Lebanon's Druse leader Walid Jumblatt.
(photo credit: REUTERS)
Walid Jumblatt, the prominent Lebanese Druse leader, said on Friday that Israel’s intervention was not needed to help his community in Syria just days after a massacre by Nusra Front gunmen claimed the lives of 25 Druse villagers in Idlib.
The leader of Lebanon's Druse said the incident was an isolated one.
"Until this moment, numbers say that more than 350,000 were killed in Syria by the Syrian regime and there are more than seven million refugees displaced inside Syria as well as three million outside Syria, between Lebanon, Jordan and Turkey,” said Jumblatt, who is also a member of Lebanon’s parliament and the head of the Progressive Socialist Party.
“This was an individual incident and I will deal with it politically through my local and international calls," he said.
Jumblatt, for decades a fierce critic of the Assad regime, went on to accuse Israel and the Syrian government of collaborating to perpetuate the sectarianism and divisions within the war-torn country.
Another Druse official in Lebanon, Sheikh Naim Hasan, condemned the killings. He was quoted by the Lebanese newspaper Daily Star as saying that the continued divisions in Syria would serve to benefit “the Zionist regime.”
Hasan and Jumblatt were responding to Lebanese Druse who have traditionally supported the government of President Bashar Assad. One of them is Democratic Party leader MP Talal Arslan, who said that Israel had conspired with Islamist terrorists to carry out the Idlib killings.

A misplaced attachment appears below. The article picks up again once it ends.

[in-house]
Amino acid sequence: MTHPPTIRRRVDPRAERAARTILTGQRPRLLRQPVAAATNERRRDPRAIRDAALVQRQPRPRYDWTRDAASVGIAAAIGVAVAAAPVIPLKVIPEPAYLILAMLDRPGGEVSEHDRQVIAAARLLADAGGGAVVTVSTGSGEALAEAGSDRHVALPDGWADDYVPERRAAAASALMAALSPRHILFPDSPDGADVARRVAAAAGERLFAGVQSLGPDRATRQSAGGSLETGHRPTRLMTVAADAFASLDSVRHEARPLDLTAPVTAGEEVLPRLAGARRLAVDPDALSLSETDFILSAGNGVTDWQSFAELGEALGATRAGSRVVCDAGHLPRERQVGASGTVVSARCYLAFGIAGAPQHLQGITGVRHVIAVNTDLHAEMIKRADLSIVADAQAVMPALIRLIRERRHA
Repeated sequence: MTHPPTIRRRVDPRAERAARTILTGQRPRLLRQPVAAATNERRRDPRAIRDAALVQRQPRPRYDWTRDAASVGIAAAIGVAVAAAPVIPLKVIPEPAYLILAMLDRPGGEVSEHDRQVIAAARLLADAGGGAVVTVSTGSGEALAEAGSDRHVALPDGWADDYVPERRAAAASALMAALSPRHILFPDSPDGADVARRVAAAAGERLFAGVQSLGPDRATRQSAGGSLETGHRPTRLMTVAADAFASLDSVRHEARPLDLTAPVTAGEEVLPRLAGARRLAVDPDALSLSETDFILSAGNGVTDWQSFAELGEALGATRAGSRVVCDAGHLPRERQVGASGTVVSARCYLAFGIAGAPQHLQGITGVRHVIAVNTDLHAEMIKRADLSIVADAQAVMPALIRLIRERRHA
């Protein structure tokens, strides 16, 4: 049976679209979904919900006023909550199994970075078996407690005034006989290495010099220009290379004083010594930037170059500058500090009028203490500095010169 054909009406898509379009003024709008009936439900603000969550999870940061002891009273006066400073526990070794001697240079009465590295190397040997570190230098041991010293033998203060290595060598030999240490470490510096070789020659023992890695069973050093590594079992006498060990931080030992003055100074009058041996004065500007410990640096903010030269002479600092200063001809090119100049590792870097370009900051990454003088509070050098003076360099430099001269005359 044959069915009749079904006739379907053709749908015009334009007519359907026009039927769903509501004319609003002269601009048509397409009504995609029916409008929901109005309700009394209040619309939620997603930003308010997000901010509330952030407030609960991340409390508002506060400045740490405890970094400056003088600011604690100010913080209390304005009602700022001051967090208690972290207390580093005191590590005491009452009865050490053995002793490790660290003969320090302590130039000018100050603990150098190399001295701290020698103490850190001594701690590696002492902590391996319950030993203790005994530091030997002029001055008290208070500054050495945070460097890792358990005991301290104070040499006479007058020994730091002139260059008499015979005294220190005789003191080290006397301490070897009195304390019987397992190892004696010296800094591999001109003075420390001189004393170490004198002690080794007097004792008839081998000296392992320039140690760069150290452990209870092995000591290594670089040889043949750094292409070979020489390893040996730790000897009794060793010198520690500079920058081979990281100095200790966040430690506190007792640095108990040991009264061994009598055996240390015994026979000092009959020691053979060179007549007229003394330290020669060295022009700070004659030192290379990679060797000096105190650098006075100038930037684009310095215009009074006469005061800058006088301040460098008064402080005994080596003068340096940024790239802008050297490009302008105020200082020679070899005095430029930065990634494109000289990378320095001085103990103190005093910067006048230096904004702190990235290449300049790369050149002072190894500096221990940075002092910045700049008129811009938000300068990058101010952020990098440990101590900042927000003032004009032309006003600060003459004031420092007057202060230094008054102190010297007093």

“There is a conspiracy in the Arab media, supported by Israel and the West, to distort the image of Druse in Syria and say that they are weak and fearful,” Arslan said.
“I cannot but link what happened with the Druze in Idlib to the joint Israeli-takfiri plan to undermine Syria,” he said.
Israeli Druse expressed their anxiety last week, saying they are very concerned about the fate of their brethren across the border in Syria.
“We are worried about the Syrian Druse and demand that the world not stand by and do nothing,” said Druse and Circassian Local Councils Forum head Jaber Hamoud.
Hamoud, who served 25 years in the army and is also the head of the municipality of Sajur, a Druse town in the Galilee, said that if the world would arm the Druse, they would be able to defend themselves and help prevent Islamic State from reaching Israel and Jordan.
“The Druse love peace, but they know how to defend themselves. They need the means, not knives and axes,” he added.
President Reuven Rivlin expressed his concern to the United States on Wednesday about the fate of the Druse minority in Syria, saying around 500,000 of them were under threat from Islamist militants in an area near the Israeli border.
Israel's Druse, some of whom have reached the senior echelons of Israel's military and the government, have been calling for help on behalf of their brethren in Syria, both at home and abroad.
"What is going on just now is intimidation and threat to the very existence of half a million Druse on the Mount of Druse which is very close to the Israeli border," President Reuven Rivlin said after a meeting with General Martin Dempsey, the US military's top officer.Ariel Ben Solomon and Reuters contributed to this report.